Continental philosophy, beginning with Kant, has found itself exposed to the abyss of reason. This crisis makes it a more ready dialogue partner with some of the Zen tradition. I explore this opening by bringing Eihei Dōgen into an encounter with Continental thought, broadly construed. Rather than demonstrate how Dōgen already fits within Continental thought or re-engineering the latter so that he can fit, I argue that this encounter, already precipitated by Continental philosophy’s own acknowledgement of the felix culpa of (...) Western philosophy’s otherwise indefensible overreach, transforms and expands the manners in which thinking counts as philosophical. This is no less than to recover a sense of philosophy as genetic and creative, rather than a shopworn tool kit of universal insights. (shrink)
As is well known, the renowned Hegel scholar, Franz Rosenzweig, had a dramatic break with Hegel in particular and German Idealism more broadly, as strikingly evidenced in his magnum opus, The Star of Redemption. In the third or 1815 draft of Die Weltalter, Schelling writes that while “all thinking must begin the dialectic, it cannot end in the dialectic.” Schelling continued his turn toward what he called “positive philosophy,” which emerges “toto caelo” differently than from the “universality” and “indeterminacy” of (...) negative thought. What is this new mode of thought, born—both for Schelling and for his unexpected admirer Rosenzweig—from the limitations of negative thought? How does one characterize this rupture within Idealism itself? (shrink)
John McCumber’s new book takes up the current professional crisis in the discipline of philosophy and traces it back to a series of fateful philosophical distinctions that have resulted in an oppressively substantialist disposition and, in so doing, have rendered philosophy pernicious. When humankind thrives, philosophy wanes, but when philosophy thrives, humankind generally wanes. In reviewing McCumber’s timely and important work, I also reflect on philosophy’s current crisis of relevance, both in itself and with reference to this journal.
This essay is devoted to an examination of the relationship between truth and laughter in the works of Nietzsche. My central text shall be the much malignedbook four of Zarathustra, with special attention paid to the braying of the ass. Laughter has been traditionally considered irrelevent to serious philosophical content and, at best, a stylistic quirk. I argue that this stems from a basic predjudice that is constitutive of a large part of the Western tradition, namely, the confusion of working (...) hard with taking oneself seriously. I then analyze laughter in Nietzsche’s works as the voice of truth itself. Laughter is the affirmation of a register of truth as the other beginning that has been lost in every thing that begins. Such an analysis involves a discussion of the nature of both truth and laughter. In so doing, I also distinguish Nietzschean laughter from three representative and seminal accounts of laughter provided by Hobbes, Bergson, and Kant. (shrink)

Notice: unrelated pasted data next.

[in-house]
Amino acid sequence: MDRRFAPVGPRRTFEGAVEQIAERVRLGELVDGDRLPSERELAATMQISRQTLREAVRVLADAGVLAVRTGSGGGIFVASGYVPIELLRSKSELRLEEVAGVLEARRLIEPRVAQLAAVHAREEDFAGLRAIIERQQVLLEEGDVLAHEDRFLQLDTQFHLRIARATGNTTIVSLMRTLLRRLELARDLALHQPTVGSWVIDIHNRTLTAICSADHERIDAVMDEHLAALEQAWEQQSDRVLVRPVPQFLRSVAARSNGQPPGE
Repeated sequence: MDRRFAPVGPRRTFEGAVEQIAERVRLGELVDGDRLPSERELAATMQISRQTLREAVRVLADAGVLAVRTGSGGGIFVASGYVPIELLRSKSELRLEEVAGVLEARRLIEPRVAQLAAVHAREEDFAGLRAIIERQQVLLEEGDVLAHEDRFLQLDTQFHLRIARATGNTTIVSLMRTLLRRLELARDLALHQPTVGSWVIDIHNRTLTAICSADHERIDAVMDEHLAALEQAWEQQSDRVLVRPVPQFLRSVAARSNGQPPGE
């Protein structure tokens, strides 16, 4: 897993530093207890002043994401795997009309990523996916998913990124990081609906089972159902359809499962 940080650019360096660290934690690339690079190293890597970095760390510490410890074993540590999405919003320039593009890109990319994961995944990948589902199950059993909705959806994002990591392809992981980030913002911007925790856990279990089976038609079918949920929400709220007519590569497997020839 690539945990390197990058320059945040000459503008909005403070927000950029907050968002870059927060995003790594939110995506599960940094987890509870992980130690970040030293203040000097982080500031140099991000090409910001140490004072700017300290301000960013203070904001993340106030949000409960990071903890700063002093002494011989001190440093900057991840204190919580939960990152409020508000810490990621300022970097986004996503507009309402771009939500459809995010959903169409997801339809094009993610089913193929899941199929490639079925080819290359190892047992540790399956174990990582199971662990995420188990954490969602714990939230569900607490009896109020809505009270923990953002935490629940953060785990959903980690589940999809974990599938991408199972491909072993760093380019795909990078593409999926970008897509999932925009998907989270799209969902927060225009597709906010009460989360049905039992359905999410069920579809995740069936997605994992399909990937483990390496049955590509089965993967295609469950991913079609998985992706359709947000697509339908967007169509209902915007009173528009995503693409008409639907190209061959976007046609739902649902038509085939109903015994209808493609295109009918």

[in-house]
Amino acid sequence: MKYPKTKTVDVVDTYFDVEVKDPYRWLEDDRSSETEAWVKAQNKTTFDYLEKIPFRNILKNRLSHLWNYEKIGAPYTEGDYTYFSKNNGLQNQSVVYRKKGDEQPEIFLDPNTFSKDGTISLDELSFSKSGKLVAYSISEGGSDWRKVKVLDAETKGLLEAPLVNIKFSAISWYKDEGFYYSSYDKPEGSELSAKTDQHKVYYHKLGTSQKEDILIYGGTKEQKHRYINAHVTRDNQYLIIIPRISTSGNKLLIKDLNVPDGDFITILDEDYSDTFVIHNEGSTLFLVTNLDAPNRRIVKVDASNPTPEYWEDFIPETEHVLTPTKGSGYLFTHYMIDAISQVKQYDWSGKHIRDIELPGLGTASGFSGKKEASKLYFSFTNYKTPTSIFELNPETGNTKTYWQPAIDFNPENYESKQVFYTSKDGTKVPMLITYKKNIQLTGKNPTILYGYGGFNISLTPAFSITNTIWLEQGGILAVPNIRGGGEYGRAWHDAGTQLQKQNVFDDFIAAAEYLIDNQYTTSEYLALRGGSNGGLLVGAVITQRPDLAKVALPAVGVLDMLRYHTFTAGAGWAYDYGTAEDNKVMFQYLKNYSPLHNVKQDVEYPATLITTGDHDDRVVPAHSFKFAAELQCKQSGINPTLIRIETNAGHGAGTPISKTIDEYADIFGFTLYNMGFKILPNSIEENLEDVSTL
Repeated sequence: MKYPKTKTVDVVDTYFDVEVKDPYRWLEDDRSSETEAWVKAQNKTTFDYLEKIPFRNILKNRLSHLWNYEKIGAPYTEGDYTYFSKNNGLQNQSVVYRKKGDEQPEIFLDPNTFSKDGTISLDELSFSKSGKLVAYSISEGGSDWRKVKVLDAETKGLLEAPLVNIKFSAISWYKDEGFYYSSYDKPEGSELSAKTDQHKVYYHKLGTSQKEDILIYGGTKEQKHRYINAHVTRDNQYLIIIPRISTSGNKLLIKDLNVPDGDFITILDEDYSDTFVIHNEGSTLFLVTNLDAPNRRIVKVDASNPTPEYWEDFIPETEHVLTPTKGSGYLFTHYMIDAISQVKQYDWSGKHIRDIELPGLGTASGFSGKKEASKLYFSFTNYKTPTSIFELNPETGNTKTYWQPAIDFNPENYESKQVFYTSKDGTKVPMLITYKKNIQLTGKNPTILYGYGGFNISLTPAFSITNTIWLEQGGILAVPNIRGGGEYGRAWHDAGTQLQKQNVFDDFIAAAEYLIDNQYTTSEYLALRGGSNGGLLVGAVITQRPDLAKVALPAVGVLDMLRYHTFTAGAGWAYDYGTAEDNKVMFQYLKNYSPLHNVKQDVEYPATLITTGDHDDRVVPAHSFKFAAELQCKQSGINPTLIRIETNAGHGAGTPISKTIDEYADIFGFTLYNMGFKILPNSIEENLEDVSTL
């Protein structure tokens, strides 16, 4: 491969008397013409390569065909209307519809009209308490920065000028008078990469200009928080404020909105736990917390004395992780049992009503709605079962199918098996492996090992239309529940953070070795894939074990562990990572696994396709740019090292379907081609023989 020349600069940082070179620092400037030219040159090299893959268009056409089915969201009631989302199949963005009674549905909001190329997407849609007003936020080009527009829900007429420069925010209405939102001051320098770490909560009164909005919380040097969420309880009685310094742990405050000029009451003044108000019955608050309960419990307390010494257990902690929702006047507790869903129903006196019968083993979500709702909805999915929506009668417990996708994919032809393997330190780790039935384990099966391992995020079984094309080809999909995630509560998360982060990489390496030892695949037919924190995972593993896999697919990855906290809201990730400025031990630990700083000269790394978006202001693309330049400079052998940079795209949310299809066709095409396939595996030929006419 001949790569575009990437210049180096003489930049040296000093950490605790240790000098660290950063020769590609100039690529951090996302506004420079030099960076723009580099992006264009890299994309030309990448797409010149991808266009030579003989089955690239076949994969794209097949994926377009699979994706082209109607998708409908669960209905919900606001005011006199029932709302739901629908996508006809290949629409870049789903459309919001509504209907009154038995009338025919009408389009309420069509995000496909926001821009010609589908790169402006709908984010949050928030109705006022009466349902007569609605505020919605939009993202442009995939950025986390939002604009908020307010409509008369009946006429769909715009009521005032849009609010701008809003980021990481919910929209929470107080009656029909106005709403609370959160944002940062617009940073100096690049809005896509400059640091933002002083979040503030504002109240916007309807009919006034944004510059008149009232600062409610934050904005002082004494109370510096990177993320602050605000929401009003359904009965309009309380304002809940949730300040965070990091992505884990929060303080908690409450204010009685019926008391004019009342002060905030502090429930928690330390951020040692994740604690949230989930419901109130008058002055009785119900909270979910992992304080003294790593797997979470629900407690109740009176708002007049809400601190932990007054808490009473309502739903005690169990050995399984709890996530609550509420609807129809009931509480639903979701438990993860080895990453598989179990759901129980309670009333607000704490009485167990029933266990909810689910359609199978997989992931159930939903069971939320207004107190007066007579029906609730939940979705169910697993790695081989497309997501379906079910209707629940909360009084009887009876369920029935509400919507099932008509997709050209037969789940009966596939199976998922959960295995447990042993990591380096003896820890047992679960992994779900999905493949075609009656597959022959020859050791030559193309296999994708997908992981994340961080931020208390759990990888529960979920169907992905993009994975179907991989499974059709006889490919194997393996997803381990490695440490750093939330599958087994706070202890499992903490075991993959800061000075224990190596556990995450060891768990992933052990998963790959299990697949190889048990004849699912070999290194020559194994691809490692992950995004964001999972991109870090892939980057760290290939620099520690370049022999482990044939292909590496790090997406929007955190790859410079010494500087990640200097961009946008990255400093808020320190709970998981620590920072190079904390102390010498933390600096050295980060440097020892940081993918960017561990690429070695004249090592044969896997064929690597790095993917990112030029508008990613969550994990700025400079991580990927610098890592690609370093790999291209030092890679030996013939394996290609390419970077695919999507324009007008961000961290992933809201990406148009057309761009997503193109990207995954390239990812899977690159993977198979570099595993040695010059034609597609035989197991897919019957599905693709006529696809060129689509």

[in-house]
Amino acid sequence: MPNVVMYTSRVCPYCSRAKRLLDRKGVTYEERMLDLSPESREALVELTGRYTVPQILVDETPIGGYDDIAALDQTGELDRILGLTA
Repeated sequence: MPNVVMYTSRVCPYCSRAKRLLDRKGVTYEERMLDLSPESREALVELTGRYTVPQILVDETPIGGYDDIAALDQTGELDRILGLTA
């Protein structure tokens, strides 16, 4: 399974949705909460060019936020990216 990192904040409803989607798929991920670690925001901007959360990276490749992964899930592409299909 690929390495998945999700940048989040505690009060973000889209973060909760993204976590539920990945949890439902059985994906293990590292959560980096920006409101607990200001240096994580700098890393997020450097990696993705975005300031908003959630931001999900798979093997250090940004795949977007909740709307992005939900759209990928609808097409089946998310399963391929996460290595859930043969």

This essay is devoted to an examination of the relationship between truth and laughter in the works of Nietzsche. My central text shall be the much malignedbook four of Zarathustra, with special attention paid to the braying of the ass. Laughter has been traditionally considered irrelevent to serious philosophical content and, at best, a stylistic quirk. I argue that this stems from a basic predjudice that is constitutive of a large part of the Western tradition, namely, the confusion of working (...) hard (a sine qua non for philosophy) with taking oneself seriously. I then analyze laughter in Nietzsche’s works as the voice of truth itself. Laughter is the affirmation of a register of truth as the other beginning that has been lost in every thing that begins. Such an analysis involves a discussion of the nature of both truth and laughter. In so doing, I also distinguish Nietzschean laughter from three representative and seminal accounts of laughter provided by Hobbes, Bergson, and Kant. (shrink)
In this essay I hope to make some new contributions to the philosophical opening occasioned by John Sallis’ articulation of an “elementology” more broadly and by his turn to Guo Xi’s exquisite Song Dynasty shan-shui scroll painting, Early Spring more particularly. I do so by bringing the remarkable writings by the American poet and thinker Gary Snyder, especially in relationship to his reading of the great Kamakura Zen Master Eihei Dōgen, directly into the fray of contemporary Continental discourses on the (...) elemental and the ecological. At the heart of this project is Snyder’s development of Dōgen’s elemental discourse of “mountains, rivers, and the great earth.” Like Sallis’ own efforts to recast language into a more elemental discourse, this essay will also focus on the manners of speaking specific to the philosophical and poetic self-presentation of the elements, including the relationship between the philosophical and the artistic as such. (shrink)